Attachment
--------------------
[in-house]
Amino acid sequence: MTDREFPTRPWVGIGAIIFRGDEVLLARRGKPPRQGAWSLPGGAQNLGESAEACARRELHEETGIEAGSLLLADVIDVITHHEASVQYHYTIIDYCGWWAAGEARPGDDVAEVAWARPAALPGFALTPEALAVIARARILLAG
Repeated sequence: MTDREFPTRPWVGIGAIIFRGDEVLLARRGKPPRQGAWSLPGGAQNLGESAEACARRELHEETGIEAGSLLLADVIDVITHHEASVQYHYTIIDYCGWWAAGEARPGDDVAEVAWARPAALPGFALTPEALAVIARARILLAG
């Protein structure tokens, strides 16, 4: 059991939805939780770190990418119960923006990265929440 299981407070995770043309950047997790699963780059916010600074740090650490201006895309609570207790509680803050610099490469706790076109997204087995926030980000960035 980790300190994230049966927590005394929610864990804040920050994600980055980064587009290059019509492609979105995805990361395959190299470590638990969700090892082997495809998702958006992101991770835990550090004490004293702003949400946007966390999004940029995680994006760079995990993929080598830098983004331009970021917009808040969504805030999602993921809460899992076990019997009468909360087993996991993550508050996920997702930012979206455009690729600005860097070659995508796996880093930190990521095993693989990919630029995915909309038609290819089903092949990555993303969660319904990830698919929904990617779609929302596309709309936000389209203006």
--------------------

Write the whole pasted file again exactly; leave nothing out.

[in-house]
Amino acid sequence: MTDREFPTRPWVGIGAIIFRGDEVLLARRGKPPRQGAWSLPGGAQNLGESAEACARRELHEETGIEAGSLLLADVIDVITHHEASVQYHYTIIDYCGWWAAGEARPGDDVAEVAWARPAALPGFALTPEALAVIARARILLAG
Repeated sequence: MTDREFPTRPWVGIGAIIFRGDEVLLARRGKPPRQGAWSLPGGAQNLGESAEACARRELHEETGIEAGSLLLADVIDVITHHEASVQYHYTIIDYCGWWAAGEARPGDDVAEVAWARPAALPGFALTPEALAVIARARILLAG
């Protein structure tokens, strides 16, 4: 059991939805939780770190990418119960923006990265929440 299981407070995770043309950047997790699963780059916010600074740090650490201006895309609570207790509680803050610099490469706790076109997204087995926030980000960035 980790300190994230049966927590005394929610864990804040920050994600980055980064587009290059019509492609979105995805990361395959190299470590638990969700090892082997495809998702958006992101991770835990550090004490004293702003949400946007966390999004940029995680994006760079995990993929080598830098983004331009970021917009808040969504805030999602993921809460899992076990019997009468909360087993996991993550508050996920997702930012979206455009690729600005860097070659995508796996880093930190990521095993693989990919630029995915909309038609290819089903092949990555993303969660319904990830698919929904990617779609929302596309709309936000389209203006």